Rittenhouse trial: Defense again calls for mistrial over prosecutors' failure to share high quality video evidence

The defense in the Rittenhouse case has once again asked the judge to declare a mistrial over the prosecutions failure to deliver high quality video evidence to them until the trial was closed.


This morning Ed noted that there was a bit of a mystery about why Judge Bruce Schroeder hadn’t ruled on the defense’s request for a mistrial in the Rittenhouse case. The Detroit Free Press quoted on law professor who found the Judge’s lack of a decision on the motion “odd.” But later on today, Judge Schroeder specifically referred to that comment in the media when explaining why he hadn’t ruled on the motion for a mistrial yet.

“They talked to some professors at the two law schools in the state and they said it was ‘odd,’ I think was the word, that I didn’t rule on the motion to dimiss,” Judge Schroeder said. He continued, “I haven’t even had a chance to read the motion to dismiss. I just got it yesterday and I really think before I rule on a motion I should let the state respond. So why anyone would think that it’s odd to sit on a motion to dismiss I have no idea.”

Later on, after a lunch break, the judge held a discussion about what videos the jury would be allowed to see and whether or not they’d be allowed to see them one time or as often as they wanted. The judge argued that he felt juries should be able to watch the clips as many times as they wanted and argue about them. The prosecutor agreed. But the defense said they had a problem with one particular drone video which had been a part of their motion for a mistrial.

“The video footage has been at the center of this case,” the defense motion states, further calling it the “linchpin in their case.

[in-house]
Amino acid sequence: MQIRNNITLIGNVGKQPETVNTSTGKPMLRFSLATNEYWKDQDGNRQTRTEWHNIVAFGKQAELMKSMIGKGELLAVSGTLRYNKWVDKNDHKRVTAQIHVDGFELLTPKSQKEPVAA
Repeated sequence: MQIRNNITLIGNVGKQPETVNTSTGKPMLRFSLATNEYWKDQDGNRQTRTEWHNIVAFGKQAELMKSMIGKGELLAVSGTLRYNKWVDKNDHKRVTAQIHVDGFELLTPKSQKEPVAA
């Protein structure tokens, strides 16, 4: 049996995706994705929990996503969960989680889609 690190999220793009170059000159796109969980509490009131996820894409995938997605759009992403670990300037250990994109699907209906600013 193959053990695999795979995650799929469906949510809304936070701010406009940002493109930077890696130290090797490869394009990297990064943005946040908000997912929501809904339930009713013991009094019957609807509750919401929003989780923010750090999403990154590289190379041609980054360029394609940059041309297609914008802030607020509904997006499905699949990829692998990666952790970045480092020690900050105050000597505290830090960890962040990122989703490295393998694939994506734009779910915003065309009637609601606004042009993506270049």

“The failure to provide the same quality footage in this particular case is intentional and clearly prejudices the defendant,” the motion insisted.


Specifically, the defense argued in that motion that the video that was turned over to them by the prosecution was of much lower quality than the one the prosecutors had. This launched a lengthy detailed argument today about whether the prosecution had done anything wrong regarding this piece of evidence.

Assistant District Attorney James Kraus explained that he’d received notice during the trial that someone had delivered a copy of the drone video to his office. He said that video had been shown on Tucker Carlson’s shows days after the shooting but had later been taken down. However, someone was now offering a copy of that video to prosecutors. “We’ve had a poor quality [copy] of this video the entire time,” Kraus said. But on Friday during the trial the person who took the footage “airdropped” it to Detective Howard. Howard brought that copy into court and showed it to the prosecutors.

ADA Kraus said that during the next break in the trial he called the defense attorneys aside and told them about the high quality version of the drone video. Detective Howard asked how they wanted to receive a copy. Natalie Wisco, one of the defense attorneys who has handled the digital media for the defense, said she’d prefer to received via email. Detective Howard then emailed her the file. Kraus suggested the file couldn’t be airdropped to Wisco because she has an Android phone. Kraus stated, “Going from an iPhone to an Android somehow compressed the file,” Kraus said. He added, “We did not know this would occur.”


All of this came to a head later when Wisco attempted to play the video on a big screen set up in the courtroom and suddenly the prosecution noticed it wasn’t the same quality as the file they had received. Kraus claimed to have no idea how or why that happened. “We of course did not mean to give them a different copy.”

But when Judge Schroeder asked defense attorney Wisco to respond, she told a very different story. She confirmed receiving the email from Detective Howard with a single video file attached titled “IMG_0159.MOV.” The file was 4 Meg. in size. She said she immediately transferred it to the “evidentiary laptop” and never once looked at it on her phone. She said after the later realization in court that the file she had wasn’t the same quality as the one the prosecution had, she emailed both ADA Binger and ADA Kraus and asked for a copy of the exact file the prosecution have given the state crime lab. ADA Kraus responded first and forwarded an email that contained the same video file with the same name and size, i.e. the low quality copy she already had.